News Vanilla market reports 11.14.23

Vanilla market report: july 2020

Relief at Last: Vanilla Prices Slide, Outlook Portends Further Declines

Vanilla prices are dropping and we’ve reduced our prices to you.

Three years of soaring prices that made vanilla more costly than silver have finally, definitively, ended.

The question is how low will pure vanilla go.

Despite the Madagascar government’s efforts to set a price floor at $350 a kilo, still exorbitant by historical standards, hedging the downside is the obvious bet. 

No bureaucracy on earth -- even the best run, which Madagascar’s is not -- can forever thwart large and powerful global market forces.

Big Crop on Its Way

 All signs point to a  big, healthy crop this fall in Madagascar, the world’s largest and highest quality vanilla producer. Crop estimates have jumped from 1,200 to as high as 2,000 metric tons this season. Madagascar is where we buy the vast majority of our vanilla beans.

Quality should be great. The counterintuitive logic of vanilla markets is that the higher the price, the worse the quality, and vice versa. High prices provoke rampant theft, premature picking,  “quick curing,” and all manner of horrible practices that wreck quality. Lower prices calm these behaviors.  

Everywhere we looked last summer in the Sava region seemed to be covered with newly planted vanilla vines, as farmers jumped on the black-gold bandwagon.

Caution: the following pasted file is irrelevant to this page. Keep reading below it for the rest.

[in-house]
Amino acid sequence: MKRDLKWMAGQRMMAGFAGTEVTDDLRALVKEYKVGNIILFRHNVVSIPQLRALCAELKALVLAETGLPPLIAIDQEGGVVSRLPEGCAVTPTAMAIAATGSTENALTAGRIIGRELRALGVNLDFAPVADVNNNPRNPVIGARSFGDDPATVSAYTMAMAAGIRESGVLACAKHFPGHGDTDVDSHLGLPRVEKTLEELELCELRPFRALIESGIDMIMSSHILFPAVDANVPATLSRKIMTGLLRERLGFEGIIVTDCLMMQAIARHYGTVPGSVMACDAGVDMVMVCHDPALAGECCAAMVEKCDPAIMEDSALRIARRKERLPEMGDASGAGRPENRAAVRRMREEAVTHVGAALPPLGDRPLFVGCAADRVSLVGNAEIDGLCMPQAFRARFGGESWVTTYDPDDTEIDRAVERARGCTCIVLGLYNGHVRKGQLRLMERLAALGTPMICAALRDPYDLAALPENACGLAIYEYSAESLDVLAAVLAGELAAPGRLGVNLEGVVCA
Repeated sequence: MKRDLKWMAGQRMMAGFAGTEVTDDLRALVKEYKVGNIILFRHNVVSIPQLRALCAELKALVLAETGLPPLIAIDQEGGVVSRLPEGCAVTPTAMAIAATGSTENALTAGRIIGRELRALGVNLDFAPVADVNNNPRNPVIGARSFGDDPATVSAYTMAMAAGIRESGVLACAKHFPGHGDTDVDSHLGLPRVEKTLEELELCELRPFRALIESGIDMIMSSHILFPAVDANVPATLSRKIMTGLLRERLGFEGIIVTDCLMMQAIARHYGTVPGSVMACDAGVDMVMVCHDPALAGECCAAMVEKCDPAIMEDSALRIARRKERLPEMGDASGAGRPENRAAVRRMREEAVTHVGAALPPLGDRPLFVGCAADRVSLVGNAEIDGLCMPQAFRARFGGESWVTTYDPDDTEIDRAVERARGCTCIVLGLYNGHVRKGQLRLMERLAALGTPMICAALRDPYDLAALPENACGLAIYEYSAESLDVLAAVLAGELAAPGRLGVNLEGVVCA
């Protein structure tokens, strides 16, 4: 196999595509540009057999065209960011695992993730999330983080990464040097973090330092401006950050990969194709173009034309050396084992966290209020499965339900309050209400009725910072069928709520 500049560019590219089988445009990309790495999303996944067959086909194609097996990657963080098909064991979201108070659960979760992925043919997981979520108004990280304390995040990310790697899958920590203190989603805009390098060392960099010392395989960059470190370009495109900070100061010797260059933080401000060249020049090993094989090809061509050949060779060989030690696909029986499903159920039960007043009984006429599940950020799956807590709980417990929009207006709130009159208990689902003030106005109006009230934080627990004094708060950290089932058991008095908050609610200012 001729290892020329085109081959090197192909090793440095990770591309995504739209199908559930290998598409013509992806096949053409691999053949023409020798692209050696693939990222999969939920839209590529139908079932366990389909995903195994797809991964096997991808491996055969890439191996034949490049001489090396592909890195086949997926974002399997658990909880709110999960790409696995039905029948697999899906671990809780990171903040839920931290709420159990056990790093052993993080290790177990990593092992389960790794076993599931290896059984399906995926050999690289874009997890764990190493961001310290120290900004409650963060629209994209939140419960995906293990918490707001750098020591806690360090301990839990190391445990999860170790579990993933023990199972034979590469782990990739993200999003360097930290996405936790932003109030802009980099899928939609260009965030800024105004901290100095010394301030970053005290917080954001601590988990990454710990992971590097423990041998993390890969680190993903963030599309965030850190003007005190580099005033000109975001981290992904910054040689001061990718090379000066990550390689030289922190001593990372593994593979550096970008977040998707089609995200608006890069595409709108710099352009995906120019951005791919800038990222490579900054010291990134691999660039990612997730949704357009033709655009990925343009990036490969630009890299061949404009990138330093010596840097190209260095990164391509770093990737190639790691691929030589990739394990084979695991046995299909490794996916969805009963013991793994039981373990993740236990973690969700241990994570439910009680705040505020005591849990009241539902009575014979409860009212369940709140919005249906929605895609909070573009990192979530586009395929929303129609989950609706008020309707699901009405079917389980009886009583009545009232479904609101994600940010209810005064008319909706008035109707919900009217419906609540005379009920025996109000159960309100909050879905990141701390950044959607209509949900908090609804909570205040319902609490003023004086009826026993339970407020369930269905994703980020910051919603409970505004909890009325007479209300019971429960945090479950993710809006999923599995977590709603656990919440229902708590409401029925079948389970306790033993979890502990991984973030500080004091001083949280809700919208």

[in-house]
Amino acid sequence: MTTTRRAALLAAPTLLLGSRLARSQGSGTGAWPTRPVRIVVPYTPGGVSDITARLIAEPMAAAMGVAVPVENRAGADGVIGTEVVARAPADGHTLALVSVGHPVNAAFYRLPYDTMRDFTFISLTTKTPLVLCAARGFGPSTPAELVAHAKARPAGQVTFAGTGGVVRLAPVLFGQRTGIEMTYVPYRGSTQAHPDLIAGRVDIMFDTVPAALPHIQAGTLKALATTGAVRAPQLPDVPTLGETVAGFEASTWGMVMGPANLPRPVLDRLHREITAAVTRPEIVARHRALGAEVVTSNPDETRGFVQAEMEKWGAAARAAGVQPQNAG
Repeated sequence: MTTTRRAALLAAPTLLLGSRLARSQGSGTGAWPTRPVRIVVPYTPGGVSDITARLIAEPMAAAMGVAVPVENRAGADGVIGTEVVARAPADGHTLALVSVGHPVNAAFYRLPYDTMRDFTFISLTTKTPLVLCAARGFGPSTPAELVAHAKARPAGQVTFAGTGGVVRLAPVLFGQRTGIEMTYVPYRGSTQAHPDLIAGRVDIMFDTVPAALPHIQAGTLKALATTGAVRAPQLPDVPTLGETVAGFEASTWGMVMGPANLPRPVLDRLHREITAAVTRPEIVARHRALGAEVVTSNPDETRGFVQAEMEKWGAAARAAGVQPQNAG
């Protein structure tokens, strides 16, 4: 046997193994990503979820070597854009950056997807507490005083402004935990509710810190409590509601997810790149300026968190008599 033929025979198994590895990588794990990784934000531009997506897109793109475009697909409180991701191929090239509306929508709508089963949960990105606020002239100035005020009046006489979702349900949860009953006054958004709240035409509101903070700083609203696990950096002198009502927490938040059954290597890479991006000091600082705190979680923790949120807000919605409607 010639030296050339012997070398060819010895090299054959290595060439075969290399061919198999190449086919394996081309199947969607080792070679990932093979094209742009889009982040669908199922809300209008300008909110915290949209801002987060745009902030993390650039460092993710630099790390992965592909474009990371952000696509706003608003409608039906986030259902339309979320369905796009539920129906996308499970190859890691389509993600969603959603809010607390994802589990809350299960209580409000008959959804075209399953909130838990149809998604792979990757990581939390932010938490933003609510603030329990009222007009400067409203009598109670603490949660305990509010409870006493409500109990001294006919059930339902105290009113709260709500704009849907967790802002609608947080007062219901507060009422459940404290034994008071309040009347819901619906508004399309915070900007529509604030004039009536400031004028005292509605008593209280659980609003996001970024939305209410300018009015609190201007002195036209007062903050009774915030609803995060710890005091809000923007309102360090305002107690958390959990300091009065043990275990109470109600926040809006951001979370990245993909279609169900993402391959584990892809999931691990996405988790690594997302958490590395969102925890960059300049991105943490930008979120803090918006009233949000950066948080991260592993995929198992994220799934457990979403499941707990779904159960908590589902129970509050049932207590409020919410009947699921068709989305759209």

Those plantings, induced by four years of stratospheric prices that topped out at an astonishing $600 a kilo, are now coming to harvest. Hundreds of tons of vanilla from last year’s crop may still be in the country.

Barring some disaster, when the new harvest arrives in October, pressure to sell may be overwhelming.

Demand is Weak

The big crop will meet a demand crippled by Covid 19. The virus and subsequent lockdowns wreaked havoc on restaurants, bakeries and food service. Food companies that served downtown office workers have gone bankrupt. Restaurants have taken a brutal hit.

Strong retail demand for vanilla to use in home cooking and baking has offset some of that decline. But overall, rising vanilla supplies are meeting soft demand.

This is good news for our customers who have stuck with pure vanilla, especially those committed to organic ingredients. Nothing beats pure vanilla, and pure is once again reasonable.

Two notable anomalies set this vanilla commodity cycle apart from the last crisis in 2003, and help explain why vanilla prices are down 50 percent from their peak, but haven’t completely crashed, yet.

Fully ripened, split vanilla beans ready for curingPapua New Guinea vanilla agent shows value of pure vanillaVanilla farmers at our village cooperative in MadagascarBamboo Lemur in the Wild in Marojejy National Park near the vanilla producing region of Madagascar.

Other Regions Never Stepped Up

The first is that farmers in vanilla regions outside Madagascar, with one glaring exception, did not radically increase their vanilla plantings. During the last cycle, a surge in vanilla production from Indonesia, India, the Pacific Islands and Uganda precipitated a crash. Prices plunged from over $450 to $25 a kilo. Desperate sellers were practically giving away top-quality pure vanilla. 

We kept expecting to see more production outside of Madagascar, but it never really materialized. Quantities rose, but failed to reach critical mass. We think farmers got burned so badly the last time that they were loath to repeat the experience.

The lone exception is Papua New Guinea, where the country’s primary exporter persuaded farmers to keep planting after the last collapse. PNG’s production proved critical to maintaining pure vanilla supplies and providing ballast to Madagascar’s price increases during the latest crisis. The country has rocketed from obscurity to the number two position behind Madagascar in world vanilla production.